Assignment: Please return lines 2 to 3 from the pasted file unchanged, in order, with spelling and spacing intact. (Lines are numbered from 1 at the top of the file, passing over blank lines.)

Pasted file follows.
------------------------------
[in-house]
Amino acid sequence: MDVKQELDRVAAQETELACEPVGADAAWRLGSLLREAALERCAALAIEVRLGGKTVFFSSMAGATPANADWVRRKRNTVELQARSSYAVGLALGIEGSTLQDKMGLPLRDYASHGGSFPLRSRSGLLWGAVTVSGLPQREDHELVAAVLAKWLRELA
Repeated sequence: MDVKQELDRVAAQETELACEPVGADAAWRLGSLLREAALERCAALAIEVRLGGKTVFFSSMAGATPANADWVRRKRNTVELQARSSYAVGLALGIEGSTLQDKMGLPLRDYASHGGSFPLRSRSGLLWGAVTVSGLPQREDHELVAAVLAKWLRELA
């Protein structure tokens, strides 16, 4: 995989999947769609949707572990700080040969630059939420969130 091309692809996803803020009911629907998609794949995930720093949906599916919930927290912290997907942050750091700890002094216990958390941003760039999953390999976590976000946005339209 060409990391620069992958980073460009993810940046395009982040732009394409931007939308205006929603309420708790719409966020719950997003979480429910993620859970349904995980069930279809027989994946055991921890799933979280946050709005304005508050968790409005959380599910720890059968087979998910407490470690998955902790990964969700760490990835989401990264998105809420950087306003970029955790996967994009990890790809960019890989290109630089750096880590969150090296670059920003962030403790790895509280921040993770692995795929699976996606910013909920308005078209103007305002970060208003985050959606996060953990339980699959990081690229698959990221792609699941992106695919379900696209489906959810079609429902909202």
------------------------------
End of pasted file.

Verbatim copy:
Amino acid sequence: MDVKQELDRVAAQETELACEPVGADAAWRLGSLLREAALERCAALAIEVRLGGKTVFFSSMAGATPANADWVRRKRNTVELQARSSYAVGLALGIEGSTLQDKMGLPLRDYASHGGSFPLRSRSGLLWGAVTVSGLPQREDHELVAAVLAKWLRELA
Repeated sequence: MDVKQELDRVAAQETELACEPVGADAAWRLGSLLREAALERCAALAIEVRLGGKTVFFSSMAGATPANADWVRRKRNTVELQARSSYAVGLALGIEGSTLQDKMGLPLRDYASHGGSFPLRSRSGLLWGAVTVSGLPQREDHELVAAVLAKWLRELA